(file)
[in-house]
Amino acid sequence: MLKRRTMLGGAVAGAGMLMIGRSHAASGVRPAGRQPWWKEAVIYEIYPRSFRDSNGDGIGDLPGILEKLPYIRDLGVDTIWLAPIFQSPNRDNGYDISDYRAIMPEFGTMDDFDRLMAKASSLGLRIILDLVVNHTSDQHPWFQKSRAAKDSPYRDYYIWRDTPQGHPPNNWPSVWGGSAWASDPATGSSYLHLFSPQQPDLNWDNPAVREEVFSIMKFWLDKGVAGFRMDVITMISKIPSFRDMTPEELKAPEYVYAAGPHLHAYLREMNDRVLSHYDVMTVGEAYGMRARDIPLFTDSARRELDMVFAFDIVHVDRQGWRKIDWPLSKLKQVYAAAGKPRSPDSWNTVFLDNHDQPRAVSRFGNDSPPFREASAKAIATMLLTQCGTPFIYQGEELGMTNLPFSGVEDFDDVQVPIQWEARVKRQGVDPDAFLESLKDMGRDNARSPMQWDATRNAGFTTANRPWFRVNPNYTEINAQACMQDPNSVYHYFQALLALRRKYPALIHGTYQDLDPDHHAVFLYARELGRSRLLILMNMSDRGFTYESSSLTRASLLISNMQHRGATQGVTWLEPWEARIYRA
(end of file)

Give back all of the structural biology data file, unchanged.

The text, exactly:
[in-house]
Amino acid sequence: MLKRRTMLGGAVAGAGMLMIGRSHAASGVRPAGRQPWWKEAVIYEIYPRSFRDSNGDGIGDLPGILEKLPYIRDLGVDTIWLAPIFQSPNRDNGYDISDYRAIMPEFGTMDDFDRLMAKASSLGLRIILDLVVNHTSDQHPWFQKSRAAKDSPYRDYYIWRDTPQGHPPNNWPSVWGGSAWASDPATGSSYLHLFSPQQPDLNWDNPAVREEVFSIMKFWLDKGVAGFRMDVITMISKIPSFRDMTPEELKAPEYVYAAGPHLHAYLREMNDRVLSHYDVMTVGEAYGMRARDIPLFTDSARRELDMVFAFDIVHVDRQGWRKIDWPLSKLKQVYAAAGKPRSPDSWNTVFLDNHDQPRAVSRFGNDSPPFREASAKAIATMLLTQCGTPFIYQGEELGMTNLPFSGVEDFDDVQVPIQWEARVKRQGVDPDAFLESLKDMGRDNARSPMQWDATRNAGFTTANRPWFRVNPNYTEINAQACMQDPNSVYHYFQALLALRRKYPALIHGTYQDLDPDHHAVFLYARELGRSRLLILMNMSDRGFTYESSSLTRASLLISNMQHRGATQGVTWLEPWEARIYRA